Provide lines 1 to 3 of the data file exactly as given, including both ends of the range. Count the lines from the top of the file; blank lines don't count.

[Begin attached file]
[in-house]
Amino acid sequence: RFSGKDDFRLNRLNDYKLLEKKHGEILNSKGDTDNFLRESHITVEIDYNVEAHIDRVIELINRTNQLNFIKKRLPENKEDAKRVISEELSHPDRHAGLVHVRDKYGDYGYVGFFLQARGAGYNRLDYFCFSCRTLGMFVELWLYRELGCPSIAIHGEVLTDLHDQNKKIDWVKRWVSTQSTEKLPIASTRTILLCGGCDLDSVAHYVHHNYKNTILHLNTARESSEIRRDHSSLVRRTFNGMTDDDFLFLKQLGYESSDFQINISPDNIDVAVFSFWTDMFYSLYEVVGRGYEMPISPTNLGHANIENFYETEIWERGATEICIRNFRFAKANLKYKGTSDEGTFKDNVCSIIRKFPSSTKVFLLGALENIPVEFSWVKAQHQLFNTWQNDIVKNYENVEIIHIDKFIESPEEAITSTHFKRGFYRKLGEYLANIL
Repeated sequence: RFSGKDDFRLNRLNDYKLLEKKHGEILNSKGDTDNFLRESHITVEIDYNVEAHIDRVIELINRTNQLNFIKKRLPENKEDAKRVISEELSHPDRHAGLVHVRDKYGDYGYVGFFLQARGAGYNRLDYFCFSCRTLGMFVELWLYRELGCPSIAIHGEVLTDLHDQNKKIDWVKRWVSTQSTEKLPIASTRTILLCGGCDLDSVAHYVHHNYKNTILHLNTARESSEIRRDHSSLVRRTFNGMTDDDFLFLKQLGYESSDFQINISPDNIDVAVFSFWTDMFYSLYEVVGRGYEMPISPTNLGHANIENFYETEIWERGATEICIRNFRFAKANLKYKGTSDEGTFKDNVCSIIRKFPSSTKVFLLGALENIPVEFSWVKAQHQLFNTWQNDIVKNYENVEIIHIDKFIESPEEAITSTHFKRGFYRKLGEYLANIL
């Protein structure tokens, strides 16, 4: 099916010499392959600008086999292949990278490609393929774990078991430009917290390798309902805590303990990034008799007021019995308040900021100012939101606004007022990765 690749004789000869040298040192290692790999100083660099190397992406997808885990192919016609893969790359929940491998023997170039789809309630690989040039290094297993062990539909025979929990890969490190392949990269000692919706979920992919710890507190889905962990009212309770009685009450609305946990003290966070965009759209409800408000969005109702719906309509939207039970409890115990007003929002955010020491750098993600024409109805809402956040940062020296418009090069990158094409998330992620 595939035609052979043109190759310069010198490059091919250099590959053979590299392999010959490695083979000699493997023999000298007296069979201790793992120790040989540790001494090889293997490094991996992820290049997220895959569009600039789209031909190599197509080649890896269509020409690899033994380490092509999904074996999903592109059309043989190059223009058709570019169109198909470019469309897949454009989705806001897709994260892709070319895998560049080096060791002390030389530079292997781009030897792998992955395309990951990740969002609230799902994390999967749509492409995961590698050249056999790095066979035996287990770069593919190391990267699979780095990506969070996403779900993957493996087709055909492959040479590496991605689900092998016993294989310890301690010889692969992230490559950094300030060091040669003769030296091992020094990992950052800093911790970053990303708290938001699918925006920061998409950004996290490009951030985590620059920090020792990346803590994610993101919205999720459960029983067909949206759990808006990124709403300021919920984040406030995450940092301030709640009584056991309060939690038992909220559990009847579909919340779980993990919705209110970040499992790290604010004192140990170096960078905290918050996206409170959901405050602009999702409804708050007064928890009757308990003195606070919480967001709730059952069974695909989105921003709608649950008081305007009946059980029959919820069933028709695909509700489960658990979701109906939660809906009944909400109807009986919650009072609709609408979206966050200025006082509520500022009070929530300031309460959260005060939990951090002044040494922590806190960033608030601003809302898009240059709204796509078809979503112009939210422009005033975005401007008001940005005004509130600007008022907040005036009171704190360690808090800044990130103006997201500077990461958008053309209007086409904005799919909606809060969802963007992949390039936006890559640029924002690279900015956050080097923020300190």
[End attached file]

[in-house]
Amino acid sequence: RFSGKDDFRLNRLNDYKLLEKKHGEILNSKGDTDNFLRESHITVEIDYNVEAHIDRVIELINRTNQLNFIKKRLPENKEDAKRVISEELSHPDRHAGLVHVRDKYGDYGYVGFFLQARGAGYNRLDYFCFSCRTLGMFVELWLYRELGCPSIAIHGEVLTDLHDQNKKIDWVKRWVSTQSTEKLPIASTRTILLCGGCDLDSVAHYVHHNYKNTILHLNTARESSEIRRDHSSLVRRTFNGMTDDDFLFLKQLGYESSDFQINISPDNIDVAVFSFWTDMFYSLYEVVGRGYEMPISPTNLGHANIENFYETEIWERGATEICIRNFRFAKANLKYKGTSDEGTFKDNVCSIIRKFPSSTKVFLLGALENIPVEFSWVKAQHQLFNTWQNDIVKNYENVEIIHIDKFIESPEEAITSTHFKRGFYRKLGEYLANIL
Repeated sequence: RFSGKDDFRLNRLNDYKLLEKKHGEILNSKGDTDNFLRESHITVEIDYNVEAHIDRVIELINRTNQLNFIKKRLPENKEDAKRVISEELSHPDRHAGLVHVRDKYGDYGYVGFFLQARGAGYNRLDYFCFSCRTLGMFVELWLYRELGCPSIAIHGEVLTDLHDQNKKIDWVKRWVSTQSTEKLPIASTRTILLCGGCDLDSVAHYVHHNYKNTILHLNTARESSEIRRDHSSLVRRTFNGMTDDDFLFLKQLGYESSDFQINISPDNIDVAVFSFWTDMFYSLYEVVGRGYEMPISPTNLGHANIENFYETEIWERGATEICIRNFRFAKANLKYKGTSDEGTFKDNVCSIIRKFPSSTKVFLLGALENIPVEFSWVKAQHQLFNTWQNDIVKNYENVEIIHIDKFIESPEEAITSTHFKRGFYRKLGEYLANIL